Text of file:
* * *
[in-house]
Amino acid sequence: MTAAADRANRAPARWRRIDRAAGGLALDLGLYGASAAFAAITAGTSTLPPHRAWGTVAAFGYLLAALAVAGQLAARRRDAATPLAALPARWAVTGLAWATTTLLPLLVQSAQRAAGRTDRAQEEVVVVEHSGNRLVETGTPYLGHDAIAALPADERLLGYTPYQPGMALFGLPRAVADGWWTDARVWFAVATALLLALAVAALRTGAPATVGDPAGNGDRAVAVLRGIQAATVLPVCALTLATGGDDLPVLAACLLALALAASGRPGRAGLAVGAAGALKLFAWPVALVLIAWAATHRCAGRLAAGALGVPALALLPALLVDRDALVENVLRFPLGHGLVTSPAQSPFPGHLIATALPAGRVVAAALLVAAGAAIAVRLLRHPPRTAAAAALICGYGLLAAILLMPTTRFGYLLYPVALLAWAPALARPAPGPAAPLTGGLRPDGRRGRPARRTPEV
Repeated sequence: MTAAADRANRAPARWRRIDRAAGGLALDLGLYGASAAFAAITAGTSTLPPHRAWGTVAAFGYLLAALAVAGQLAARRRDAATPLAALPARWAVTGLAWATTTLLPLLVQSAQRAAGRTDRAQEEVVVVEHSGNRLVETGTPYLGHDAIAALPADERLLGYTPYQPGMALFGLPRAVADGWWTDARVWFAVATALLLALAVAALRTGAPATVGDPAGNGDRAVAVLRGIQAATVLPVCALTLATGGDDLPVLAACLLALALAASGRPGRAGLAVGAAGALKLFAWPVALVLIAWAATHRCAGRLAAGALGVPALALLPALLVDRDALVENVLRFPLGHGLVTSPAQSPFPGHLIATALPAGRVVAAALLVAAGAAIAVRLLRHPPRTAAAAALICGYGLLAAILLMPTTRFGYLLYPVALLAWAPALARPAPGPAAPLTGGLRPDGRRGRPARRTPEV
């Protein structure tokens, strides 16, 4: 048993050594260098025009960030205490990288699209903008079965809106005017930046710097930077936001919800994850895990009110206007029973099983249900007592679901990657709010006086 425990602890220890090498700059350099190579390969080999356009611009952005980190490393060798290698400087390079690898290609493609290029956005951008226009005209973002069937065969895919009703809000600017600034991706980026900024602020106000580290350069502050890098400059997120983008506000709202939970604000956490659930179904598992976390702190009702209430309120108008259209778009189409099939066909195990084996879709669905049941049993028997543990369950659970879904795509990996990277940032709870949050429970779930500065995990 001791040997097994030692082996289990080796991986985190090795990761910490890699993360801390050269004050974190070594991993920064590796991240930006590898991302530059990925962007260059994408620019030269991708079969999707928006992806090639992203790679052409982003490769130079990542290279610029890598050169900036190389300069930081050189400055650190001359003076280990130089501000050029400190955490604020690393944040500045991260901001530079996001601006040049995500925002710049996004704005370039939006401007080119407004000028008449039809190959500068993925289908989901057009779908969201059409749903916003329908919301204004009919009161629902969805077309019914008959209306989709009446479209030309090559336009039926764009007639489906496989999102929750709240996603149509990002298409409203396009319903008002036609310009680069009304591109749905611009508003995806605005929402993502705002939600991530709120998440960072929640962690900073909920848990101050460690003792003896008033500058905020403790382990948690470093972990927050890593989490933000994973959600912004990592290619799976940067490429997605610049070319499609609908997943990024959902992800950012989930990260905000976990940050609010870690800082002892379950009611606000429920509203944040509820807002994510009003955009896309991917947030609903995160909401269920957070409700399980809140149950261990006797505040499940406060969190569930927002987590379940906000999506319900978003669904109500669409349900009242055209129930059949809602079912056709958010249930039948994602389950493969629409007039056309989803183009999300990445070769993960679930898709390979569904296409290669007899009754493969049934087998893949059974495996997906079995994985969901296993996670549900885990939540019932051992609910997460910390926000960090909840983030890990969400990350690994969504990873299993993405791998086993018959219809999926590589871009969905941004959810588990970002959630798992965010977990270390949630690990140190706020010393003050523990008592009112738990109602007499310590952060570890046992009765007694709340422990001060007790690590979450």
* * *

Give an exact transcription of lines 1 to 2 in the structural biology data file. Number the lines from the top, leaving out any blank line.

[in-house]
Amino acid sequence: MTAAADRANRAPARWRRIDRAAGGLALDLGLYGASAAFAAITAGTSTLPPHRAWGTVAAFGYLLAALAVAGQLAARRRDAATPLAALPARWAVTGLAWATTTLLPLLVQSAQRAAGRTDRAQEEVVVVEHSGNRLVETGTPYLGHDAIAALPADERLLGYTPYQPGMALFGLPRAVADGWWTDARVWFAVATALLLALAVAALRTGAPATVGDPAGNGDRAVAVLRGIQAATVLPVCALTLATGGDDLPVLAACLLALALAASGRPGRAGLAVGAAGALKLFAWPVALVLIAWAATHRCAGRLAAGALGVPALALLPALLVDRDALVENVLRFPLGHGLVTSPAQSPFPGHLIATALPAGRVVAAALLVAAGAAIAVRLLRHPPRTAAAAALICGYGLLAAILLMPTTRFGYLLYPVALLAWAPALARPAPGPAAPLTGGLRPDGRRGRPARRTPEV